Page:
abandon epistemology for psychology

Before I read any H. there was hints as this in undergraduate psychology. It was very confusing as it seemed to be missing something. Much the same as the quote from you I used.

lem
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Jan 8 2007 20:48

Yes, I mean, from what I can make out, nat-epi says that epi doesn't work, so it can't. But in the process it just ignores important questions that may be possible to solve. I mean, the argument just is: we haven't solved it yet, so we can't.

Better that psychology is studied with epistemology. Why rule out investigations, when one is looking for usefulness.

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Jan 8 2007 22:23

lem: "Bell thinks that H. and Frege are quite different, and perhaps that the critique of Frege is not relevent."

Well, Dagfinn Follesdal doesn't agree. He sees H. as strongly influenced by Frege. based on my reading of "Ideas," I tend to agree.

lem: "H. isn't quite different to standard Platonic realism, as e.g. he was quite solipsistic."

That's a misinterpretation of H. Why would there have been any point to H. introducing the concept of "bracketing", then? if he were a solipsist, there'd be no difference between a bracketed and non-bracketed cognition.

lem: "I mean, from what I can make out, nat-epi says that epi doesn't work, so it can't."

Not quite. They are proposing a different interpretation or theory of what epistemology is. This means they are proposing a different theory of warrant or justification.

This is why I asked you what it would mean to ground science. The question of epistemology is about warrant or justification.

if one is interested in warrant, then it seems to me one has to look at human cognitive functions. how can you address the question of warrant without an understanding of what human cognitive capacities are?

Let's say you think humans have a certain cognitive architecture. This was developed, via evolution, to extract information about states of affairs in a certain environment, and via language, to convey this information to others, to facilitate cooperative behavior, which has been hugely important to human flourishing and success as a species (so far, there are no guarantees in evolution that we won't be killed off).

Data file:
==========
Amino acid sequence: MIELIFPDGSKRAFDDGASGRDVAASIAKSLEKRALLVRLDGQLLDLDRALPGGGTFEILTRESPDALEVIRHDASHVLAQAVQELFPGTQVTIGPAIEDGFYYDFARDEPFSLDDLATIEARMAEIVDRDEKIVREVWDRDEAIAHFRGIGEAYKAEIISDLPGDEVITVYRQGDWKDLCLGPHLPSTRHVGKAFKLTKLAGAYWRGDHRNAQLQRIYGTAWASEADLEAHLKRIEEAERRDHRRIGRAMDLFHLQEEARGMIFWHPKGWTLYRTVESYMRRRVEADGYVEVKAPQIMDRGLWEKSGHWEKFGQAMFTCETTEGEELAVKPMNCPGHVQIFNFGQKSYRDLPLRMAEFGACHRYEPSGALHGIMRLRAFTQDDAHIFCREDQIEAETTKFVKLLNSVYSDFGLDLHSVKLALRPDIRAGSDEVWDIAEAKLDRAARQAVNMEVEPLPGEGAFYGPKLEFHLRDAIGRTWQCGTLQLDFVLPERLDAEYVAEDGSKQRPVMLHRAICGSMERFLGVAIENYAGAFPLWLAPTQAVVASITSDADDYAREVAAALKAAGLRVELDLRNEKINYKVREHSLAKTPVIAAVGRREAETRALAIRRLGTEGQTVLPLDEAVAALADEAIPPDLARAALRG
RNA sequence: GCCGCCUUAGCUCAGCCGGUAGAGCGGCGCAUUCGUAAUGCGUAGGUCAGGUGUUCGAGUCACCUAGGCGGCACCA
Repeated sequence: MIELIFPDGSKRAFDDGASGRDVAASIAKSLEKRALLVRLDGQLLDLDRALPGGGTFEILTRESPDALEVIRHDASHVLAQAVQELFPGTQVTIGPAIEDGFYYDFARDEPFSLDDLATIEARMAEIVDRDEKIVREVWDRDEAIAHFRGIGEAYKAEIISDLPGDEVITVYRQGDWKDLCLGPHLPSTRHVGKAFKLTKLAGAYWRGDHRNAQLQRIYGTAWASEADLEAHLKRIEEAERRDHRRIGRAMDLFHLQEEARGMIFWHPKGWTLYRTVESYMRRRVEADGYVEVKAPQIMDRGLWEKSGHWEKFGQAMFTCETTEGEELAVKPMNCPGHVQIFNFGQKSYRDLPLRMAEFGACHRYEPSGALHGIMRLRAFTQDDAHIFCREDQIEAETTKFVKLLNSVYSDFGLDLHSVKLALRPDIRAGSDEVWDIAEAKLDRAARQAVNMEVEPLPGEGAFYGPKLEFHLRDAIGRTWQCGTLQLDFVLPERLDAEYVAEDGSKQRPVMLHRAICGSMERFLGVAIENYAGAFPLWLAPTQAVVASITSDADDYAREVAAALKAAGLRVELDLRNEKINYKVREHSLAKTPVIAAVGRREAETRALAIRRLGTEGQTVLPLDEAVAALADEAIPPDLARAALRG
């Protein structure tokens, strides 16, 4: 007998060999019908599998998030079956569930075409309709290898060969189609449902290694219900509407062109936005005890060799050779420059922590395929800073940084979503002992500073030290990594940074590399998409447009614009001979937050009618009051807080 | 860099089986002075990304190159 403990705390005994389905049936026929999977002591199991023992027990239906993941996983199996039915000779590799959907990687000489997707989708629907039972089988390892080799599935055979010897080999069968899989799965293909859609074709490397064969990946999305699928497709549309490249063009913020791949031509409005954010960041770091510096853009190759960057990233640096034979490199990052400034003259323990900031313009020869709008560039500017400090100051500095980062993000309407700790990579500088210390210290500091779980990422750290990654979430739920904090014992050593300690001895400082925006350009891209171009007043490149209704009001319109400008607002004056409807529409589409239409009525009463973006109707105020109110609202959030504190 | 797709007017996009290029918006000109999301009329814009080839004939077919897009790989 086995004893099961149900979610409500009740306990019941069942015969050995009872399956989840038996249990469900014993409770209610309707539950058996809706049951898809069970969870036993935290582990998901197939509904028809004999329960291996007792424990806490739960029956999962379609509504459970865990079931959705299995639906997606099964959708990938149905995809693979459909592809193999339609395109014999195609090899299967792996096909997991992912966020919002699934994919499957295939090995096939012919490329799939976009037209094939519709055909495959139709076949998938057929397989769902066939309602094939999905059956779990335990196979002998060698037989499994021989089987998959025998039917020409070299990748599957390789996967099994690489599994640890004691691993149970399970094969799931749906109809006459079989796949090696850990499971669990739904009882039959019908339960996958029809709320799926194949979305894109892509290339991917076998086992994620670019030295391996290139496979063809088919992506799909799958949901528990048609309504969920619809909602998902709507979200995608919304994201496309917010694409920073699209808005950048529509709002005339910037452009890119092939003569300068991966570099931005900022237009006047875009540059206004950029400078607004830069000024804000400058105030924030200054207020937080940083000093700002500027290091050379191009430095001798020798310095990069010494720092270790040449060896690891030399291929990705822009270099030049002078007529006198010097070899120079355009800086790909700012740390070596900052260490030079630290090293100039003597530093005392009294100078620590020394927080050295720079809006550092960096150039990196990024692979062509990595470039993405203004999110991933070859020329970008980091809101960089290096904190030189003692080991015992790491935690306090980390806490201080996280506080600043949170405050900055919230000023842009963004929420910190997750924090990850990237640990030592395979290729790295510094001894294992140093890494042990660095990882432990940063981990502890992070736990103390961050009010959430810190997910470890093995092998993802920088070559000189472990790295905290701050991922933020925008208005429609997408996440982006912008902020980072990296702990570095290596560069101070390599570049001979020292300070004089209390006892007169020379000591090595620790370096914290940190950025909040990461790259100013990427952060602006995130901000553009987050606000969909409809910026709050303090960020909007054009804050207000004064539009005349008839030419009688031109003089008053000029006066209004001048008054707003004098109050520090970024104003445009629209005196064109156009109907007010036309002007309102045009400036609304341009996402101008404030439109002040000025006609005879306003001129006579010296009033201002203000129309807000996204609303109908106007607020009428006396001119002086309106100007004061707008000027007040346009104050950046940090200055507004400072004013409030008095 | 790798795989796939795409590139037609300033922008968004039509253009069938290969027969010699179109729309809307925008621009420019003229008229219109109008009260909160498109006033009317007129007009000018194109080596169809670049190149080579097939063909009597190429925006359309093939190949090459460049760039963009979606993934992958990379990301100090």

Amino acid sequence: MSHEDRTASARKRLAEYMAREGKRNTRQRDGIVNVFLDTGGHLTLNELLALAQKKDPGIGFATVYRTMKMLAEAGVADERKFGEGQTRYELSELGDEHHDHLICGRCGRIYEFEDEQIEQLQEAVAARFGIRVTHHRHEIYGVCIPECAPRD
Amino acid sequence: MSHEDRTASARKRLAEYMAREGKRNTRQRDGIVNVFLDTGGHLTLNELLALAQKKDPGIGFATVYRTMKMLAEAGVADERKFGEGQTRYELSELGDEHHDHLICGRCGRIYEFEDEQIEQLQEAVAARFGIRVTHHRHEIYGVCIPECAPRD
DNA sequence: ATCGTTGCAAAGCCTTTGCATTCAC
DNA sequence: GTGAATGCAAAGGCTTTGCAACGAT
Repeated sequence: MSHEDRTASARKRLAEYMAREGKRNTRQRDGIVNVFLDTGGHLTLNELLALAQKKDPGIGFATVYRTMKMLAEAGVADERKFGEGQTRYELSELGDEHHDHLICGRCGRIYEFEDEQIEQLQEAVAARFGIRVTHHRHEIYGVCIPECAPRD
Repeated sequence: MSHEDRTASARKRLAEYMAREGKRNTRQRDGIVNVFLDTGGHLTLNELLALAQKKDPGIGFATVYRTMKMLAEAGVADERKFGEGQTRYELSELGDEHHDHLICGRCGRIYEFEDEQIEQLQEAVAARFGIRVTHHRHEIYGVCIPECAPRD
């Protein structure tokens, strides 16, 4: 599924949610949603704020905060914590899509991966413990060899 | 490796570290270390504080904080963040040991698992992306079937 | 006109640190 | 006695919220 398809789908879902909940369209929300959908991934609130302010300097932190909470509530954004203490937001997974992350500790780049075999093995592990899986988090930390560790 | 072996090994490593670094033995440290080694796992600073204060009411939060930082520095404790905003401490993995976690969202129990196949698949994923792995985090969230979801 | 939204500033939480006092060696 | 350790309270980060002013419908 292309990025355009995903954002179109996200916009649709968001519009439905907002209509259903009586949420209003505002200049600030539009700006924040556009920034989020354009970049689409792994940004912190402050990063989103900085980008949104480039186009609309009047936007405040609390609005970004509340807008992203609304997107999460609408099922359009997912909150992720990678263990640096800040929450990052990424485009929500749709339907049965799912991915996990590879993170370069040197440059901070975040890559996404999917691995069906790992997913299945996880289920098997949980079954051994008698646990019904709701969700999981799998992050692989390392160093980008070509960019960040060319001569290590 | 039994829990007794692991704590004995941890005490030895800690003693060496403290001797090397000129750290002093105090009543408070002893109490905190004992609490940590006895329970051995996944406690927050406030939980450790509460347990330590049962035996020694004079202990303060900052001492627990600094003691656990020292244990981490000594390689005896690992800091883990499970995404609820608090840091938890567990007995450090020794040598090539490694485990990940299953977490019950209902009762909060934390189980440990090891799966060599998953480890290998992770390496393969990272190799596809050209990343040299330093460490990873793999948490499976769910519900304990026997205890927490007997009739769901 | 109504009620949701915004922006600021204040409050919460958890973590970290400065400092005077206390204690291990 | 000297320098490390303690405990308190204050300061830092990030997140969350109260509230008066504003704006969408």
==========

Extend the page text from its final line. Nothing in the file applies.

Now you say I've not provided "evidence" that science leads to truth. But, as I've pointed out, one of the most basic inferential strategies that provides justification is abductive inference, inference to the best explanation. What we've found is that this method generates beliefs that have been confirmed and become entrenched for this reason. Their confirmation, and the lack of better explanatory hypotheses, is then the justification for this method.

Justification has to do with how we are led to true beliefs.

t.

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Jan 9 2007 00:08

in addition to naturalized epistemology, there is one other variation from traditional epistemology worth considering, this is so-called "standpoint" theory. This has been particularly developed by feminist epistemologists. A good summary is at:

http://plato.stanford.edu/entries/feminism-epistemology/

However, "standpoint" theory applies in the case of any social structure that divides into groups, so that one group is an oppressed group. The idea is that people in the oppressed group can, or are more able to, attain a clearer understanding of the oppressive features of society than those in the more privileged position. This applies to the working class in relation to the dominating classes -- class standpoint epistemology -- as well as to the position of women, and it could also be developed in regard to structural racism as well.

If we take the class variant, the idea is that through their position in the system of production, their immediate experience with the consequences to their lives of being a subordindated class, and the potential to develop an understanding of other possibilities and the exploitative nature of capitalism, through the class struggle, and solidarity, which develops class consciousness, there is a kind of knowledge that class consciousness gains for the working class which is not as accessible to those in the dominating classes, who tend not to see the true nature of capitalism due to their class position.